In 'Olive, Again,' Elizabeth Strout Comes Back To The Ever-Complex Kitteridge Elizabeth Strout won a Pulitzer Prize for her 2008 novel that spun together 13 connected stories of love, loss and loneliness. She returns to the small town of Crosby, Maine in Olive, Again.
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'We've Got More To Say About You': Olive Kitteridge Is Back, And Complex As Ever

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'We've Got More To Say About You': Olive Kitteridge Is Back, And Complex As Ever

'We've Got More To Say About You': Olive Kitteridge Is Back, And Complex As Ever

'We've Got More To Say About You': Olive Kitteridge Is Back, And Complex As Ever

  • Download
  • <iframe src="https://www.npr.org/player/embed/769455243/769688269" width="100%" height="290" frameborder="0" scrolling="no" title="NPR embedded audio player">
  • Transcript

Elizabeth Strout didn't really plan to return to the world of Olive Kitteridge, but her character had other ideas. Strout won a Pulitzer Prize for her 2008 novel that spun together 13 connected stories of love, loss and loneliness in the small town of Crosby, Maine.

Years later, Strout was sitting in a café in Norway, and she suddenly saw Olive "very vividly, driving into the marina." Strout immediately started writing a story that would become the first in her new collection: Olive, Again.

Diving back into Olive's life "wasn't a difficult decision — it wasn't even a decision," Strout says. It was clear: "We've got more to say about you."


Interview Highlights

On her mother, now 92, who taught expository writing

She encouraged me to write from a very, very young age. I mean, honestly, as soon as I could write sentences she bought me those notebooks with the big lines in them and told me to write down what I had done that day. And so I did. So from a very, very young age I thought in terms of sentences and she would give me books to read. ... She was very, very, very encouraging about making me a writer.

On imagining other people's stories

I have observed people from my earliest memory. I have really, really watched and listened very, very carefully and I have always, always been propelled forward by the question of: What does it feel like to be another person? Because we don't know. When you think about it, we never know. We're only inside ourselves and so that ability to intuit what might be in somebody else's mind is really something that I have been amazingly interested in from a very young age. So other people's stories are what I write.

On meeting her husband at one of her book appearances

He was in the audience ... and he asked a question. I couldn't see him because of the lights. But I just heard a deep voice say, 'You know, I'm from Maine.' And so I thought, well, everybody in New York claims some connection to Maine — you know, he probably went to camp there or something. And so I [asked] 'Oh, what part of Maine are you from?' and he said: 'Lisbon Falls.' And I realized: 'Oh, he really is from Maine.' So afterwards he was the first in line and that was that.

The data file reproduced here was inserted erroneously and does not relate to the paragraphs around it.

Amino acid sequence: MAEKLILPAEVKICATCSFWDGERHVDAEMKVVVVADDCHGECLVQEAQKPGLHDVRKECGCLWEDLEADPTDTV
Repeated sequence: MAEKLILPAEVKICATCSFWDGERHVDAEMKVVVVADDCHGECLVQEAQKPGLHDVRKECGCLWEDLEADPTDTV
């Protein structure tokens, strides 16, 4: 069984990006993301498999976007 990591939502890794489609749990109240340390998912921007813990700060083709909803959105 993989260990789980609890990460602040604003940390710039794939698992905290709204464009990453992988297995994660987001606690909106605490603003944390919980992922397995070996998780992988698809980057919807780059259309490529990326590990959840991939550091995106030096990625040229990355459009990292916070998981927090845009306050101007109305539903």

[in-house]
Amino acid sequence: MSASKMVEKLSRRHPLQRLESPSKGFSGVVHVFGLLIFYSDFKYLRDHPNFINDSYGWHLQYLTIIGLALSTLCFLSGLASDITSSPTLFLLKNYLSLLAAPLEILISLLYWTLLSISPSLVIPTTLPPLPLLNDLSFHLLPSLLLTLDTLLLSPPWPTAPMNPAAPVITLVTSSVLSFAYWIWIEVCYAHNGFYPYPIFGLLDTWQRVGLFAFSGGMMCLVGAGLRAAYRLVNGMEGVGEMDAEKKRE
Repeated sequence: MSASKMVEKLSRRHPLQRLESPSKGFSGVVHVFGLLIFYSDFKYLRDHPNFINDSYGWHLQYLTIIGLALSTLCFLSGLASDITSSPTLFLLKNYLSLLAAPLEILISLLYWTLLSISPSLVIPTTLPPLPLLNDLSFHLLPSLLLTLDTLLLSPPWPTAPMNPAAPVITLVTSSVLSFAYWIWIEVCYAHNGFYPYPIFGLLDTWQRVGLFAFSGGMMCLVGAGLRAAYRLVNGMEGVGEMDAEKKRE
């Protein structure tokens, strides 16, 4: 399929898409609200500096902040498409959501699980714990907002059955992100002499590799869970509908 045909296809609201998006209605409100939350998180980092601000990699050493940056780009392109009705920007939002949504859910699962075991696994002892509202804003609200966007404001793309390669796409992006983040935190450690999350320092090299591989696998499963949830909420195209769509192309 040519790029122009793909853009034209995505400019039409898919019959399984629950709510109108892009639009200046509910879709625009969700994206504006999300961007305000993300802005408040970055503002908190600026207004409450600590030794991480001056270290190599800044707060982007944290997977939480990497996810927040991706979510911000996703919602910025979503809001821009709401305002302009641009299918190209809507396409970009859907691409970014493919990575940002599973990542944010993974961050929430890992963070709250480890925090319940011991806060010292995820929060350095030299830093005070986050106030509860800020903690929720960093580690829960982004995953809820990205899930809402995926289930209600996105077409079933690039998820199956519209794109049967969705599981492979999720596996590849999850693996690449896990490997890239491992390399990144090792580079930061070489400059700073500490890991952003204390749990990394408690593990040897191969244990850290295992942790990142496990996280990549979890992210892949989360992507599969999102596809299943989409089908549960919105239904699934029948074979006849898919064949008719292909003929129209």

On how much Olive's flinty personality is shaped by being from Maine

I don't know that we can separate the two that much. She's very, very much from Maine and I sort of think of her as a barnacle, you know, clinging to the rocks of Maine.

On her feelings about Olive

I love Olive. I mean, I made her, so I love her. But I understand that many people don't. That's fine. ...

I'm perfectly aware that she comes from my imagination — it's not like I am channeling her or anything like that — but she's from my imagination and yet she is very, very distinct. And therefore my job to write about her accurately is to make sure that I don't hold her back. I let her behave as badly as I think she would. But at the same time I love her. ...

One of the most pleasant things for me about writing is that I suspend judgment on all my characters and it's so freeing. It's just a wonderfully freeing thing to realize I'm not there to judge them. I'm just there to report on what they're doing.

On why Olive resonates with readers

I think it is because she's just so complicated. I think honestly that many of us are complicated — maybe not as complicated as Olive — but there are enough complications within Olive for people to respond to her in a variety of ways and to recognize some piece of truthfulness that can touch them as well.

On whether Olive is still with her

Every character that I write — honestly they kind of stay in my ribs somehow. So ... she's stuck along with the rest of them in my ribs. So, yes and no. She's still a part of my life. She'll always be a part of my life. ... She is very interesting company, actually. She really is.

On whether there's another Olive book coming

The truth is I have absolutely no idea. I mean, I would say no. But how do I know? She showed up again one time, so who knows?

Hanna Bolaños and Samantha Balaban produced and edited this interview for broadcast. Beth Novey adapted it for the Web.